Town Topics — Princeton's Weekly Community Newspaper Since 1946.
Vol. LXV, No. 19
Wednesday, May 11, 2011
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Memorandum Details Dinky’s Fate

Dilshanie Perera

The “memorandum of understanding” resulting from the closed-door negotiations between Princeton Borough, Princeton Township, and Princeton University that was made public last week revealed more details about the fate of the Dinky. The location of the Dinky’s terminus in the University Place/Alexander Road area has been a main focus of the public discussion of the University’s Arts and Transit Neighborhood proposal.

The three negotiating entities formally agreed that “preserving and enhancing” the Dinky rail line service between Princeton and Princeton Junction is foremost among their goals. The provisions of the memo would go into effect “if and when the Planning Board adopts a resolution granting final site plan approval to Princeton University for its Arts and Transit proposal.”

The memo does not specify the location of the Dinky and does leave open the possibility that the University may move it further south as delineated in the proposed Arts and Transit Neighborhood plan. If the terminus move were to occur, the University has agreed not to “move the station further south as long as heavy rail service is in existence.”

A future light rail easement also would be provided by the University in perpetuity “to accommodate light rail service or other mass transit service” to Nassau Street if such a system is established. However, if the right of way is not used for transit purposes within 50 years of train service from the new station location, the commitment granting such an easement will expire.

Additionally, the University and the two municipalities will attempt to garner approvals from New Jersey Transit to open the current north station waiting room for public use for five hours each weekday for at least six months.

Increasing and promoting Dinky ridership will be another area of focus, as will providing additional Dinky service, potentially including off-peak and weekend hours.

The University has agreed to schedule its Tiger Transit shuttles to meet all incoming Dinky trains and to travel up to Nassau Street during morning and evening peak commuter hours. All Tiger Transit shuttles are currently free and open to the public, and will remain so for public use at the present and future stations.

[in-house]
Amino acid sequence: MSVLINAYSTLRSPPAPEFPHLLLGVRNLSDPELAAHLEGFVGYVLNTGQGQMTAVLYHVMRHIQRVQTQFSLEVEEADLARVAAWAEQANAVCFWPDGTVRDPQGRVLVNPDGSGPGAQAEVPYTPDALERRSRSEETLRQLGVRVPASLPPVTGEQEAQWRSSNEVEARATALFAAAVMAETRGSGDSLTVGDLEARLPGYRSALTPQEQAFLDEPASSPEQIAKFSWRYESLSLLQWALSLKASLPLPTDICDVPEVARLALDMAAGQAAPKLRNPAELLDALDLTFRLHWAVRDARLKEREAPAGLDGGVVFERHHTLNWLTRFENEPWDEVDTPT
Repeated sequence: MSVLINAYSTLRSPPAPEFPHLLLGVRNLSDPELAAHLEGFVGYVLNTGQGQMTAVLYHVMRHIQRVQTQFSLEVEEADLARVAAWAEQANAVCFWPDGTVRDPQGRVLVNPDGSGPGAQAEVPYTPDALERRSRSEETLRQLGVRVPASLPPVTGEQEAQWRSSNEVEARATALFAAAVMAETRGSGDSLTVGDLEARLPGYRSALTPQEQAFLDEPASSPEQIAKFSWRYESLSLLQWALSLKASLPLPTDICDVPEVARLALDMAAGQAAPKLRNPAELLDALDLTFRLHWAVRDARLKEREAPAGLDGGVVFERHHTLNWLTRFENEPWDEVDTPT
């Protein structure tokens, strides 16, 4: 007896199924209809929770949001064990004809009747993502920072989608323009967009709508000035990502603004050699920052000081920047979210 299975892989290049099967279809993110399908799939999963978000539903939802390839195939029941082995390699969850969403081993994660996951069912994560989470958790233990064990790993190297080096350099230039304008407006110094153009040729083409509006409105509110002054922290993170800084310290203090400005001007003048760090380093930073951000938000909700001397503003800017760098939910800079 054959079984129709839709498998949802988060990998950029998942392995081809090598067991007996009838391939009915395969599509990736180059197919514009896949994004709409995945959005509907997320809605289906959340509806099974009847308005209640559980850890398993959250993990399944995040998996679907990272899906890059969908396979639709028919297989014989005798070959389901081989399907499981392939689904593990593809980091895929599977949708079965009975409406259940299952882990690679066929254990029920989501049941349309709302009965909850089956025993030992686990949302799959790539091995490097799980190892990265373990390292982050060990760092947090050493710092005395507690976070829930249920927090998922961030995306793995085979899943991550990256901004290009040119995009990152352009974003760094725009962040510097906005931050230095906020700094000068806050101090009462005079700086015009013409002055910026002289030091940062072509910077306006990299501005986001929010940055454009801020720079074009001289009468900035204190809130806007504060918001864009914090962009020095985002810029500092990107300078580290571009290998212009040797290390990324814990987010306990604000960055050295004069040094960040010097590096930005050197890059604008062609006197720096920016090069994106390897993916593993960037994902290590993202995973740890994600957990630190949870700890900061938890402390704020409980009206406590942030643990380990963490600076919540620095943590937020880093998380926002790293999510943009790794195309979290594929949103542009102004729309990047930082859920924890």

Features of the proposed Arts and Transit Neighborhood site are designed to increase Dinky ridership, and a new station would be open 24 hours a day, 7 days a week, with a convenience store and other amenities housed within. The station would be located within a new transit plaza designed for easy vehicular drop-off.

The memorandum of understanding also details the “next generation transit service.” When the University files its Arts and Transit Neighborhood application with the Planning Board, a joint task force comprised of members of both municipalities and the University will be created to assess the viability of forming an improvement district focused on mass transit in that corridor.

The task force would also conduct a formal study to evaluate “long-term transit needs and service to Nassau Street,” including looking into light rail. Funding for the study would be provided by the University and two municipalities, with the cost divided into 50, 25, and 25 percent, respectively.

Furthermore, Princeton University will provide $250,000 to establish a mass transit trust fund for studies, planning, and implementation related to improvements in the transit needs of Princeton.

The draft memorandum was discussed at Tuesday night’s Borough Council meeting (after Town Topics press time) with the full report on the discussion to appear in next week’s issue. See page one for Township Committee’s reaction to the transit negotiation.

The full text of the memorandum can be found on the Borough’s website at princetonboro.org.

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